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Blood tests


Blood is much more than a red fluid that carries oxygen around the body. It is packed with living cells and looking at these cells can give clues about a baby’s overall health.

Blood also acts as the body’s transport system, moving nutrients, waste products and chemical messages around. Analysing a sample of blood can give masses of information about what is going on inside a baby. It is an essential way of monitoring his or her health.

Most samples are taken by pricking the skin to get blood from the back of the hand or the heel. These pricks leave tiny scars that are not permanent and do not affect the growth of the hand or foot.

Sugar levels
Blood needs to contain enough sugar to distribute energy to all of the body’s organs. Doctors want to know that the baby is managing to control the amount of sugar in his or her blood. They may give the baby supplements through one of the intravenous tubes. Babies born to diabetic mothers, or babies that had a very low birthweight may have problems maintaining blood sugar levels and need extra monitoring.

Gases
As well as carrying oxygen from the lungs to a number of organs, blood transports carbon dioxide from the organs to the lungs. Measuring the amount of these gases along with levels of acid can give clues about how well the baby is breathing and whether organs like the kidneys are meeting the baby’s needs.

Platelets
Platelets are tiny fragments in the blood that play a part in preventing excessive bleeding. They are often found in reduced numbers in premature babies. If levels are very low, doctors may transfuse some platelets.

Haemoglobin
This is the protein that blood uses to transport oxygen. If babies have too few red blood cells and become ‘anaemic’, the amount of oxygen carried to the body’s organs may be below what the baby actually needs. If doctors find that a baby has anaemia, they may give a blood transfusion.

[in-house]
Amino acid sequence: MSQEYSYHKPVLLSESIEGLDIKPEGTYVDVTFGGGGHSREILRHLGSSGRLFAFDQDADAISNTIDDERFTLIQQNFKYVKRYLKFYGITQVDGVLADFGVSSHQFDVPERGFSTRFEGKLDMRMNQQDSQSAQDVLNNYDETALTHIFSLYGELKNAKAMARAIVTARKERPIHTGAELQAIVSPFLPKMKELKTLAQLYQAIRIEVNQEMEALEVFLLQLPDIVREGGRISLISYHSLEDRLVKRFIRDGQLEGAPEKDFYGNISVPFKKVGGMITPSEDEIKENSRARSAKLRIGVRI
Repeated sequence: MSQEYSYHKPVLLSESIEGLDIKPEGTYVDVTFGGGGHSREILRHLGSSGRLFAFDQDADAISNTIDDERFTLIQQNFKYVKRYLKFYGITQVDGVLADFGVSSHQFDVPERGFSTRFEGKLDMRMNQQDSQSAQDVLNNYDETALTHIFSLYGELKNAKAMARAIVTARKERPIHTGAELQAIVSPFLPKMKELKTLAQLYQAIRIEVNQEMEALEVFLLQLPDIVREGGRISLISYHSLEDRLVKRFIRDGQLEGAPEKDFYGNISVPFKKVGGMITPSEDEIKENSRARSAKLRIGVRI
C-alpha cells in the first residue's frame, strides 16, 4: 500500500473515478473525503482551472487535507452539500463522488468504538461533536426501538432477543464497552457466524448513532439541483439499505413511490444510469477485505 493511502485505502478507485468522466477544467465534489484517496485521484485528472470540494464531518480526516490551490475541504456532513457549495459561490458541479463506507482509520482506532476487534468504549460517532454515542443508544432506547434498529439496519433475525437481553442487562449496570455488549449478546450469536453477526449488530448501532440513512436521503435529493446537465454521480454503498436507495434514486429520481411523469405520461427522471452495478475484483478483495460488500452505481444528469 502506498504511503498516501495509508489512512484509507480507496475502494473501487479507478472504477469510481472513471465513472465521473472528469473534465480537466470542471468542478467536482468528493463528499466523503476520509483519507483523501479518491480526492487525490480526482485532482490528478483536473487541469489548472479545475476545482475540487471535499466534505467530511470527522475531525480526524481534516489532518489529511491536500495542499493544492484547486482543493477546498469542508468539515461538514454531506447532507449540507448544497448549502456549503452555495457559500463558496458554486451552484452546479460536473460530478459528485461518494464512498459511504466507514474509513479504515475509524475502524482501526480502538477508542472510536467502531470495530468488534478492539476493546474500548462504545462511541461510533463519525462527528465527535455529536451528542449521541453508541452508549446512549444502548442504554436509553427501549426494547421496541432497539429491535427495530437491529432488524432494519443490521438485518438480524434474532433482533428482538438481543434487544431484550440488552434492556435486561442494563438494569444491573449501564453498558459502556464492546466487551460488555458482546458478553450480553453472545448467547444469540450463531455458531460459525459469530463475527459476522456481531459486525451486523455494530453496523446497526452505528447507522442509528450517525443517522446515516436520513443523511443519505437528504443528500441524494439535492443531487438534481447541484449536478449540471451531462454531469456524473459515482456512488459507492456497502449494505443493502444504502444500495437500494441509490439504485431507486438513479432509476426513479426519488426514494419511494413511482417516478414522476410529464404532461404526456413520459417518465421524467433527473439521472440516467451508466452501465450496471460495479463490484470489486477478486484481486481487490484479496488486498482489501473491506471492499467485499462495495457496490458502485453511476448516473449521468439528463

White blood cells
These cells play a big role in fighting infections. If levels in your baby’s blood are very low, doctors can give drugs to help your baby produce more and therefore be in a better position to fight off infections.

Newborn blood spot screening test
In the first week after birth, you will be offered a blood spot screening test for your baby. This test can identify babies who may have a rare or serious condition. Most babies screened will not have any of the conditions but, for the small number who do, the benefits of screening are enormous. Early treatment can improve their health and prevent severe disability or even death.

Further information is available from the UK newborn screening programme website.

Give blood
Many babies born prematurely or sick require blood or platelet transfusions. Blood and platelet donors have an essential role in giving these babies the best chance in life. Giving blood and platelets can help provide valuable support to vulnerable babies.

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